Furlough Scheme Starts to Wind Down

Furlough Scheme Starts to Wind Down.
Employers will have to shoulder more of the costs of furlough from Thursday as the government starts to wind down its flagship job support scheme. With about 1.5 million workers still on furlough, the change will affect thousands of firms across the country.

Staff will continue to receive 80% of their wages, but employers will pay part of that for the first time. That could prompt layoffs, with older workers at greater risk of redundancy, according to one think tank.

The Institute for Fiscal Studies said the bill for employers keeping a member of staff on the scheme would rise from £155 per month currently, which covers costs such as National Insurance, to £322 in July and £489 in August and September.

As a result, firms might reconsider whether they will retain staff, the IFS said. “The furlough scheme does need to be wound down as the economy recovers, rather than attempting to keep every job on life support. But this does mean that some will end up unemployed,” said Tom Waters, a senior research economist at the IFS.

The Treasury says its furlough funding is still “substantial”.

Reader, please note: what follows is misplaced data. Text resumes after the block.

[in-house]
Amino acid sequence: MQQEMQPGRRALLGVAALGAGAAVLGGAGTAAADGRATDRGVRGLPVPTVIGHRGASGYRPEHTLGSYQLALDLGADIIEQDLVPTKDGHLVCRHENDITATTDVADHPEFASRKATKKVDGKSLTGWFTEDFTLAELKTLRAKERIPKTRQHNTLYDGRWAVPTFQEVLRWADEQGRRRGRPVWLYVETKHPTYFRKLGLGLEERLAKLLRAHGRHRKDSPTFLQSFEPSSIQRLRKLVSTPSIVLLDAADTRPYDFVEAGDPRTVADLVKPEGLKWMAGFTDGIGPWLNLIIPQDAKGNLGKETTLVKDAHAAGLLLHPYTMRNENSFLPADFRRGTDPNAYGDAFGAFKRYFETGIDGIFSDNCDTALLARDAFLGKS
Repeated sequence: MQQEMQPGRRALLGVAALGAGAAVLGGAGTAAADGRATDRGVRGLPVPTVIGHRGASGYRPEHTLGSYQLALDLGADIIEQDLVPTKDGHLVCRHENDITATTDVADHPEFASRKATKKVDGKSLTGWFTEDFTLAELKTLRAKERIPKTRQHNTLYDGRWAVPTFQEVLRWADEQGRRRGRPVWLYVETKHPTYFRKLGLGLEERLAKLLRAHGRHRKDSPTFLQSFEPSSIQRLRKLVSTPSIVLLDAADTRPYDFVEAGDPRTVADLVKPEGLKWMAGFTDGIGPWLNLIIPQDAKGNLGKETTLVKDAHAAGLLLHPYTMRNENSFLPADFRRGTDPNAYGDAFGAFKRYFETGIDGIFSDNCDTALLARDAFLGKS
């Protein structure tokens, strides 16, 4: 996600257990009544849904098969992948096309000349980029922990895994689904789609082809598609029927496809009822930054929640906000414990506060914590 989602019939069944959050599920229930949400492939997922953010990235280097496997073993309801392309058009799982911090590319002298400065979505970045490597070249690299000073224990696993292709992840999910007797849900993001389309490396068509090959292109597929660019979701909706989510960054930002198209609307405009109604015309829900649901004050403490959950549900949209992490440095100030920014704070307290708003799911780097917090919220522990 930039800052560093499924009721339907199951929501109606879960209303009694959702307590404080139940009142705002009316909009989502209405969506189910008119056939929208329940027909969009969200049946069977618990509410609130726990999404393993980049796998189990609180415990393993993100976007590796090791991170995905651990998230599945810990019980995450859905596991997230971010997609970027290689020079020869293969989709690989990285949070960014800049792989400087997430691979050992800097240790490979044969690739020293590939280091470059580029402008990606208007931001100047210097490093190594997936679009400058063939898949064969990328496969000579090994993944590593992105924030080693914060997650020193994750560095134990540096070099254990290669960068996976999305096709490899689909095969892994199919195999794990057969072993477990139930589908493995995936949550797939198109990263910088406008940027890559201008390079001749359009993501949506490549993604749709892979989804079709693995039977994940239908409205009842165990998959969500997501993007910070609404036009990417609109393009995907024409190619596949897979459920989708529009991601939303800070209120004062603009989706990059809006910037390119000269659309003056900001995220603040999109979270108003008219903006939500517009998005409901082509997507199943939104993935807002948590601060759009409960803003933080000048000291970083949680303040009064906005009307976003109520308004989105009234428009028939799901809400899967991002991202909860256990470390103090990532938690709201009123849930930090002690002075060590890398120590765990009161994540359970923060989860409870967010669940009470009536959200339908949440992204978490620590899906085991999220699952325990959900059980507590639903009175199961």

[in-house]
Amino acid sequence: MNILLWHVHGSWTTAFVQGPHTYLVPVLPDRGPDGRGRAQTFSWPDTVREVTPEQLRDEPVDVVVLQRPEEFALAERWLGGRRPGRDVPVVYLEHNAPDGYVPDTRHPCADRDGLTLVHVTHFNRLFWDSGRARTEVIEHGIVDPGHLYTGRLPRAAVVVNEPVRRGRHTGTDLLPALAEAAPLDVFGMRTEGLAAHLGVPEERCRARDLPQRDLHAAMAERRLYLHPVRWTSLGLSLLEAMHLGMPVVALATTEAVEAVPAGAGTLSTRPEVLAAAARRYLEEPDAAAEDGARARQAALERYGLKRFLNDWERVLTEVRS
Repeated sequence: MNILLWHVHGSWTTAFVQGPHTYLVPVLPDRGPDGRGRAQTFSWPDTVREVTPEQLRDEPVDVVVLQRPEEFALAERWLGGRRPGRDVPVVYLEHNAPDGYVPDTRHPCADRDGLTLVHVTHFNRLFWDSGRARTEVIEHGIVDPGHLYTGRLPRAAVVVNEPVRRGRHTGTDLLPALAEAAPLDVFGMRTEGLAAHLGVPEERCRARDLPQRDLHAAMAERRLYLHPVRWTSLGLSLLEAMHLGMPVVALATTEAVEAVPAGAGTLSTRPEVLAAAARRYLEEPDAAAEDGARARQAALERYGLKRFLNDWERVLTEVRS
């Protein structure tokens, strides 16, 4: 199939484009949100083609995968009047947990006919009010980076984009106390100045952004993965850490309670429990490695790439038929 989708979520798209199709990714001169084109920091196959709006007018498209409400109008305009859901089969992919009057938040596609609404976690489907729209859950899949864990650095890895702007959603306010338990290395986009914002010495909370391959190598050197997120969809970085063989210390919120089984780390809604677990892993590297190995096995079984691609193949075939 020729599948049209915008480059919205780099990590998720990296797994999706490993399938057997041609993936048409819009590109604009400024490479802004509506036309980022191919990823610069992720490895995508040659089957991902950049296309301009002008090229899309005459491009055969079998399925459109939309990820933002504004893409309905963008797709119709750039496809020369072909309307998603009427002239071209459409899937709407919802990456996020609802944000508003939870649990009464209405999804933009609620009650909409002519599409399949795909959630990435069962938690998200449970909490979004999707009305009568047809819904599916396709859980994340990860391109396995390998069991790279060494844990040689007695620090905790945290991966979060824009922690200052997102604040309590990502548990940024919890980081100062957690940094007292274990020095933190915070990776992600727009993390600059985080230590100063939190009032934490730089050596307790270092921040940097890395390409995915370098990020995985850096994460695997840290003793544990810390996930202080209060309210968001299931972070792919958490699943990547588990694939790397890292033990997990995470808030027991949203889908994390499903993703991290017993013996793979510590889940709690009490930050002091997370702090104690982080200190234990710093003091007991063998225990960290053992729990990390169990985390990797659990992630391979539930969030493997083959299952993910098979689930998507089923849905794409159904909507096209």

“We deliberately went long with our support to provide certainty to people and businesses over the summer. The furlough scheme is in place until September and is amongst the most generous schemes in the world,” it added.

From 1 July, employers must pay 10% of their furloughed workers’ usual wage, while the government will continue to pay the other 70%.

From 1 August, the employers’ contribution rises to 20%, with the government’s contribution reducing further.

The furlough scheme has been praised for providing workers with some security. Unemployment has remained below 5%, despite early fears it would rise much higher as the pandemic pulled the rug from under the economy.

Employers welcomed the scheme as a way to retain staff that were trained and qualified, who they wanted to keep in place for when they were able to reopen.

“We’ve tried to retain as many people as possible,” said Mark Vincent, chief financial officer at travel company, Newmarket Holidays. “The furlough scheme has been critical. It’s part of the difference between survival and not.”

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